Q: So this one of your most vulnerable roles?CH: For sure. I'm not always playing emperors or presidents or strong men, because of the way my face looks—it looks quite tough. It's not particularly my nature, it's the way your face hangs, but this is probably one of the most vulnerable roles I've had to play.Q: You wanted to get that side of him out there a little more?CM: I know that Ciarán is a very warm guy, and I thought, "Yeah, he probably sometimes gets cast as guys that are tough and cold in a way." But I knew that Ciarán is actually a very warm heart and I knew the camera would pick that up. The character he plays is a kind of an everyman in a way who gets to be everything — a father, a son…CH: He's not quite a holy ghost.CM: He's a lover, he's a fighter…Q: He's a writer.CM: He's a writer. Ciarán just has a wonderful presence as an actor which can allow all of those things to be. The world can be revolving around him and yet he's not ever having to be explicit about any of those things, we just get it, we understand. It's a mark of his great talent.Q: This movie is dealing with characters facing their fears, so what scares you as an actor or you as a director? How do you overcome them in your line of work?CM: I don't think any of us overcomes the thing that scares us, we just sort of learn to accept that they scare us and we're going to have to just get on with it. If you're asking me what in my professional life scares me, as a writer or director, it's all scary, it's all crazy. When you're writing something you wonder, "Is anyone going to understand this, what am I doing, is this a real job?"All of that stuff is pretty heavy. When you go to direct, it's like, we've got to get all these people to work on this thing; they've all got to want to do it; they've all got to get on with each other. Then we're going to let an audience in and are they going to even get this, or are they going to hate it? It's all scary. You don't overcome it, you just bite your lip and cross your fingers and hope to god it's going to work. But actors, I mean I don't know how an actor steps out on stage; that's crazy to me.CH: With most of us, I think, there's fear wherever you go and it's a daily battle. But usually you fight that battle because somewhere deep down you believe in the craft and the work that somebody has started and that you owe it to them. And once you get a real sense of trust and a debt to the writer who's going to share these stories, you've got to conquer those fears somehow. I mean it is scary, taking that deep breath and going, "Shit, here we go." Ego gets in the way—it's always all about me, people are watching me—and no, it's not about you, it's about you playing a creative role in something that they want to see. And sometimes you have to fool yourself that you can do that.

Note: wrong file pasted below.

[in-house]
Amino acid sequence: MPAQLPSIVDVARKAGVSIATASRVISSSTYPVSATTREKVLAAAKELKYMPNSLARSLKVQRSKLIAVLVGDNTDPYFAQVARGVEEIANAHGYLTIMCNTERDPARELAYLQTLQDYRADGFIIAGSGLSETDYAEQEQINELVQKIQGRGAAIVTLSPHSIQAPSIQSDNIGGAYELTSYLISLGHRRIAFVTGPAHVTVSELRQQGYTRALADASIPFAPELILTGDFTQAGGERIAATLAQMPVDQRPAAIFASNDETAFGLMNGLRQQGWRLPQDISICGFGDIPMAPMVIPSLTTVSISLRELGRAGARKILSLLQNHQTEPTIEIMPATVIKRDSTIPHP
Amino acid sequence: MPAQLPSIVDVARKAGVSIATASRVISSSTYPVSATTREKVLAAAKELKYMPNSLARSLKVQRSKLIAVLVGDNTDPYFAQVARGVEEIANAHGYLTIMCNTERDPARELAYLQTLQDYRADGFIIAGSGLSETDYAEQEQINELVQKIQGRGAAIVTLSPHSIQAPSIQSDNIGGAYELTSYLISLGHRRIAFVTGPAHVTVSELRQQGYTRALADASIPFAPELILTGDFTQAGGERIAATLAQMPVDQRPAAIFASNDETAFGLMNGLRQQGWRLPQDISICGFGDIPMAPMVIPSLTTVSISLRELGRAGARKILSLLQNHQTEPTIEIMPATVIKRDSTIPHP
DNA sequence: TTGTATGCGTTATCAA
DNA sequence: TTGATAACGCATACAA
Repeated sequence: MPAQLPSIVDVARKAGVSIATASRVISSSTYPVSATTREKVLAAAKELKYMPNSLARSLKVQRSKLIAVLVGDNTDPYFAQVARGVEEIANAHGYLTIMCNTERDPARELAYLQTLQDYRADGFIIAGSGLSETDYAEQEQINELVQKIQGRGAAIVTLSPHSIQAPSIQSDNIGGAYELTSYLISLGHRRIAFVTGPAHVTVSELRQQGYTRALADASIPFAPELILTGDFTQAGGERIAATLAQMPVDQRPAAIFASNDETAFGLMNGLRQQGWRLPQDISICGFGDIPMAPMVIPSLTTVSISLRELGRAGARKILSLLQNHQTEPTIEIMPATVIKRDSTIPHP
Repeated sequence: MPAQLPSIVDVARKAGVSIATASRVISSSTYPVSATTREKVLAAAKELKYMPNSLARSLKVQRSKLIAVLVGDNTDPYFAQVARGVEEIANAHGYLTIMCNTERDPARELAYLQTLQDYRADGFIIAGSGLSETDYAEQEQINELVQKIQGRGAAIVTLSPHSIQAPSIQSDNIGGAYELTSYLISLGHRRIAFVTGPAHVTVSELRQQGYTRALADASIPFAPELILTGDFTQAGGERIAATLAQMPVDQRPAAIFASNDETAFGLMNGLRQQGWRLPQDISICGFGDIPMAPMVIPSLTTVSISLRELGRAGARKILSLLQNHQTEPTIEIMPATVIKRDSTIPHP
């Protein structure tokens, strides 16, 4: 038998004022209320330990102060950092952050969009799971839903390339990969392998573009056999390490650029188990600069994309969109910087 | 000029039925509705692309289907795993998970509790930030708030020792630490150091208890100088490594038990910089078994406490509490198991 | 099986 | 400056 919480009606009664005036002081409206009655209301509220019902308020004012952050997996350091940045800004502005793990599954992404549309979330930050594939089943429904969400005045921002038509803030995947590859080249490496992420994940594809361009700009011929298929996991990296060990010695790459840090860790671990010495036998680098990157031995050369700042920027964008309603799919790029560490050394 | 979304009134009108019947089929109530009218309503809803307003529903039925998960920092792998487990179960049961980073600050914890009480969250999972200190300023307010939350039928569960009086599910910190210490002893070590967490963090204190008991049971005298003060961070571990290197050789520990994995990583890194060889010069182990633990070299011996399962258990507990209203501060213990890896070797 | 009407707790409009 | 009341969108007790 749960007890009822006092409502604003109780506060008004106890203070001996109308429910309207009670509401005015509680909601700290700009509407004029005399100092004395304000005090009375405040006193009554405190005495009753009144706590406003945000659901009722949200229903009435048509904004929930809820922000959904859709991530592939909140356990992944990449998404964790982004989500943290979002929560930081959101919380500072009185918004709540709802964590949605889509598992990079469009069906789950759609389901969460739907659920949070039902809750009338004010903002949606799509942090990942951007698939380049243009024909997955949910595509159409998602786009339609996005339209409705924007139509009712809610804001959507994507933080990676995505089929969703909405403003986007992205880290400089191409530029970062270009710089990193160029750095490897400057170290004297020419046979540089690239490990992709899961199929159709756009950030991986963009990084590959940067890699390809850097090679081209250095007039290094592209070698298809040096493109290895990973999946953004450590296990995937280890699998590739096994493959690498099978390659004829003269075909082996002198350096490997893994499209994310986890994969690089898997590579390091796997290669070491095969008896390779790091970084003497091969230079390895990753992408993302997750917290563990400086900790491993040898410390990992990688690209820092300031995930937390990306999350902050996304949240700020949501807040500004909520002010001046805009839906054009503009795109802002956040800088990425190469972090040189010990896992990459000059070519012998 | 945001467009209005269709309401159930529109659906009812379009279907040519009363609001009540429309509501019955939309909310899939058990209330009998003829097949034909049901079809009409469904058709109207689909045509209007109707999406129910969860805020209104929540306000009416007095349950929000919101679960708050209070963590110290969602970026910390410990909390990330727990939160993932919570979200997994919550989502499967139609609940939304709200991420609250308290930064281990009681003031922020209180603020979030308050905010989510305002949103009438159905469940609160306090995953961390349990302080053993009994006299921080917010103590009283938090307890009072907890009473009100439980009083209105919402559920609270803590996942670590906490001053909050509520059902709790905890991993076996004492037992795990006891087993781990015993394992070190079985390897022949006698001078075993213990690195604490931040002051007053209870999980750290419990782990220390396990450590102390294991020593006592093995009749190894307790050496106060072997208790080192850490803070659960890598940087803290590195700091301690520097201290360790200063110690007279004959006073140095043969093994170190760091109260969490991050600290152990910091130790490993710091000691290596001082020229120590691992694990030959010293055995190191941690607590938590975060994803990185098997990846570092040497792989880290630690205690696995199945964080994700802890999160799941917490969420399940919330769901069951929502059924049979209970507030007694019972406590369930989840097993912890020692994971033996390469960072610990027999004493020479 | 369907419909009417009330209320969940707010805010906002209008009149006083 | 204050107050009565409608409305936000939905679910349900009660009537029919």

Q: Which is tougher to do — making films or the plays?CH: The plays. Once you are in something as open and you believe in everybody around you, you can breathe collectively and celebrate. Even if it's not soaring, there's something about "we are together supporting each other." Film is day to day, depending on what you are required to do that day, the amount you're required, the concentration, how much you feel really ready to deliver—and those can be scary days.Q: You're writer-director of a play or of a film — which is scarier?CM: Well a play is probably scarier because it's live and it's happening, and you're sort of at every moment willing the play to keep moving forward, and if someone near you is shifting in their seat you're like, "Oh, God, this is terrible." If someone gets up and leaves to go to the toilet, you're like, "Are they going to come back?" So that's pretty scary. But then films are scary because it's like every day you're trying to get something done. Especially if it's a small little film and you don't have much resources, if it doesn't work it's like, "Oh, my God, what are going to do?" So it's all scary, but it's all very rewarding, too.Q: I was also wondering, what was the turning point for both of you when you decided to go into the creative arts? And how is your family reacting to this? Your immediate family, your parents, siblings, children.CM: Well, we're back where I started out. My parents were really worried because all I seemed to have an interest in was playing music and playing the guitar and that kind of stuff, and they were like, "Listen, what are you doing with your life?" They convinced me to go to university because they thought, "Look, you've got to have something to fall back on." But what happened to me was then I really got interested in that and then, to their horror, I became very interested in writing plays, and they were like, "What the fuck is going on here?" So it was pretty worrying.Q: So university had the opposite effect of what they were anticipating.CM: Yeah. But the thing is, as soon as I started making a living … they're just worried about you. It's not like they're trying to stop you because they don't believe, they just don't know anyone who's ever done it. But then as soon as I started making a living at it and they could see that I was happy doing it, they're incredibly supportive and proud and absolutely thrilled. So they've been really supportive and they still are to this day. They believe in everything I do; they would hate to think that somebody didn't like something I did.CH: My mother, who's about to turn 90, used to do amateur drama when she was younger, but then she settled down with my father and had a family. I suppose she understood somewhere the idea, not to stand up and show off, but to be a part of something that is celebrating the human condition. Then again, I never expressed a desire, never did say I want to be an actor, ever. I did school plays and things, but I never said that's what I want to be, because I didn't know. Sure as eggs is eggs, I was told to go to university to get a degree, so I ended up studying law for three months and that was about it. Your parents want to protect you and they know that it's a very precarious life. They don't know how you will survive, and they're right because I have many friends my age as talented as I am who haven't had the breaks, who have had to find other ways, and I understand that. So what they're doing is trying to protect you, but then you surrender yourself and offer yourself up to whatever is calling you. And then we have the idea where you meet somebody, you have a relationship with them, they become your partner in life, you have a daughter who thinks it's all glamorous for a moment and then comes to see you in two things and then couldn't care less, which is great.Q: Has your daughter been to visit you on any movie sets?CH: Just one.Q: How old is she?CH: She's 18. It happened about eight years ago when she was about 10.Q: The eerie soundtrack is very effective; how did you chose it?CM: My wife [Fionnuala Ni Chiosain] wrote the music for the film. She's a painter but plays the piano and we play music at home. She composed the music and we got an amateur choir from Trinity College in Dublin to do the choral pieces. I just wanted to have that really Catholic feel to the film, like The Exorcist. We used that kind of sound. But you're right, people do scream when they're watching it.Q: In the movie, you addressed the idea of who is an artist or not. Ciaran's character is a writer, but is he really? People don't always know they're a writer until they finally allow themselves to see themselves in that light; that was an interesting dynamic in the film.CM: I always think that at least 80% of doing anything creative is fighting for the confidence to do it. It's very hard to put stuff out there, I think a lot of people find that aspect very hard and probably don't move forward purely because of that.